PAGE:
And yet it was still priced at $899. And called an RTX 4080. Just like the others RTX 4080 (opens in new tab), which used a completely different GPU and cost $1,200+. Thankfully, Nvidia, after refusing to see that this was a confusing turn of events when pointed out at several press conferences, eventually admitted it wasn’t the best plan and “unlaunched” the 12GB RTX 4080 (opens in new tab). We’ll now likely see that rebranded as an RTX 4070 Ti sometime in the new year.
Still, we were left with the $1,200 16GB RTX 4080 and the RTX 4090 (opens in new tab) for $1,600. And it was unbelievable that the RTX 4090 was the only one that represented any sense of value for money. It’s lame, of course, but that monster GPU is the only current-gen card that actually delivers anything that feels like a real step forward.
On the AMD side, it just followed Nvidia’s ultra-enthusiastic price lead and cost its RDNA 3-powered RX7900XTX (opens in new tab) and RX7900XT (opens in new tab) for $999 and $899 respectively. It’s like the red team doesn’t know how to do enthusiast GPUs, because the ‘XT’ card makes no sense. At ~$500, that price delta makes sense, but pricing $100 less than the full-fledged Navi 31 chip doesn’t work when you’re talking about spending around $1,000 on a new GPU. If you’re already ready to drop that amount, just go spend the extra on the better card.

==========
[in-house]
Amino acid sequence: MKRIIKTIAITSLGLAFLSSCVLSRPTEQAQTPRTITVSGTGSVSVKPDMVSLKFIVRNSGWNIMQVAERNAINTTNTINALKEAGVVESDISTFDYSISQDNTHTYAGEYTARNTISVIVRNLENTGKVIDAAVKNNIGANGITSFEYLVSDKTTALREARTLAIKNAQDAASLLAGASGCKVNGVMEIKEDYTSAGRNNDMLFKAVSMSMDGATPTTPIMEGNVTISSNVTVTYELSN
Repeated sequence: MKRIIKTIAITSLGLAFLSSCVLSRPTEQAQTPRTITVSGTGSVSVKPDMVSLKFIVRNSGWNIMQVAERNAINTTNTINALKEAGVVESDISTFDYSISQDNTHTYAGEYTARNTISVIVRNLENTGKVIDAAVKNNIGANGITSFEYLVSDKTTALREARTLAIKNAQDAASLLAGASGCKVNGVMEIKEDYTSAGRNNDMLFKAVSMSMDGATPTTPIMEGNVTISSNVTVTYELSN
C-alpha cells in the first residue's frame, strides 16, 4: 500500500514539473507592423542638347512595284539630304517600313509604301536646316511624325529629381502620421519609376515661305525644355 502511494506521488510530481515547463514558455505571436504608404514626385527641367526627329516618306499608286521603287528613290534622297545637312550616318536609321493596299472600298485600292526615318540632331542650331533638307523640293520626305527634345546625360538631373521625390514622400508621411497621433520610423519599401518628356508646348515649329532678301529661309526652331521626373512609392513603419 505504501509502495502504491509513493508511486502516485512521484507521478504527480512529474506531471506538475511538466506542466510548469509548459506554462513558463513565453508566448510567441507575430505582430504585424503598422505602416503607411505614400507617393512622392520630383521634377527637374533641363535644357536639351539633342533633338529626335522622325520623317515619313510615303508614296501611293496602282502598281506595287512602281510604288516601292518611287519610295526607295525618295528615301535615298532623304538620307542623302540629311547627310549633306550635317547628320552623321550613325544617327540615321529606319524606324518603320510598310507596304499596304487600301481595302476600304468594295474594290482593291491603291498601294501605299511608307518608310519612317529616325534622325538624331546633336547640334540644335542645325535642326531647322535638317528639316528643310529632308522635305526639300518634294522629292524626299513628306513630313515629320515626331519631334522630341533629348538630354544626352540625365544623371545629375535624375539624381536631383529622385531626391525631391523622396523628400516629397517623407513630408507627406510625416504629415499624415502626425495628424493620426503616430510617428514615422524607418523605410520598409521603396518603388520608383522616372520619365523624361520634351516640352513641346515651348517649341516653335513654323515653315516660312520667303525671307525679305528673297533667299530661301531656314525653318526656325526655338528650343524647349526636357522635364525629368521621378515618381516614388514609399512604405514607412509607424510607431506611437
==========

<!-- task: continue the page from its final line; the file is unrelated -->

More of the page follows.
So we’re ending 2022 in much the same way as 2021. Graphics cards are ridiculously priced and we’re hoping the new year will bring some kind of affordable GPU reprieve.
The current pricing structure is certainly unsustainable, but thankfully we’re starting to see some kind of market correction as neither the RTX 4080 nor the RX 7900 XT cards seem to be selling particularly well. Although all of that is only based on circumstantial and anecdotal evidence, if I’m being completely honest. You don’t have to go to Ebay to find cards overpriced by a scruffy reseller, no, traditional retailers still have stock and are willing to overprice those cards themselves. It’s not about a particularly large offering either, as Nvidia has admitted it’s been shipping below the RTX 40-series so far.
But let me leave this maudlin screed on a high: DLSS 3 with Frame Generation is fucking black gaming magic and will make any mainstream GPU it touches fly. It fully embeds AI-generated frames into compatible games, dramatically improving performance to quite a spectacular level. It was incredibly impressive to see on Nvidia’s high-end cards, but it could be even more of a game-changer in the lower echelons. AMD also has its own plans in that area, which will sound like music to the ears of PC gamers.
Yes, maybe 2023 will be better. Could be.